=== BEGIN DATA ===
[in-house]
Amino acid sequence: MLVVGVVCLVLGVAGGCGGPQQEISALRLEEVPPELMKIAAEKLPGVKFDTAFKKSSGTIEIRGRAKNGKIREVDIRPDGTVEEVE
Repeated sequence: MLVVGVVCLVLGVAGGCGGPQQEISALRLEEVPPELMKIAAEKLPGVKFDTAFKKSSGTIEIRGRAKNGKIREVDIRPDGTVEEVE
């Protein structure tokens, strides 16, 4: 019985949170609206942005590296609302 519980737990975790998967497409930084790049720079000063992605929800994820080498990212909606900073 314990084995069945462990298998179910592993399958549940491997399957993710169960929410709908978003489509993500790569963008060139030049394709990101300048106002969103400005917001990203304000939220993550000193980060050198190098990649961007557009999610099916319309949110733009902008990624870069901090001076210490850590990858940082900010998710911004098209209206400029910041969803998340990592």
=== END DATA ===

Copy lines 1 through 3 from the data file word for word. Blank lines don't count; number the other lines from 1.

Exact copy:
[in-house]
Amino acid sequence: MLVVGVVCLVLGVAGGCGGPQQEISALRLEEVPPELMKIAAEKLPGVKFDTAFKKSSGTIEIRGRAKNGKIREVDIRPDGTVEEVE
Repeated sequence: MLVVGVVCLVLGVAGGCGGPQQEISALRLEEVPPELMKIAAEKLPGVKFDTAFKKSSGTIEIRGRAKNGKIREVDIRPDGTVEEVE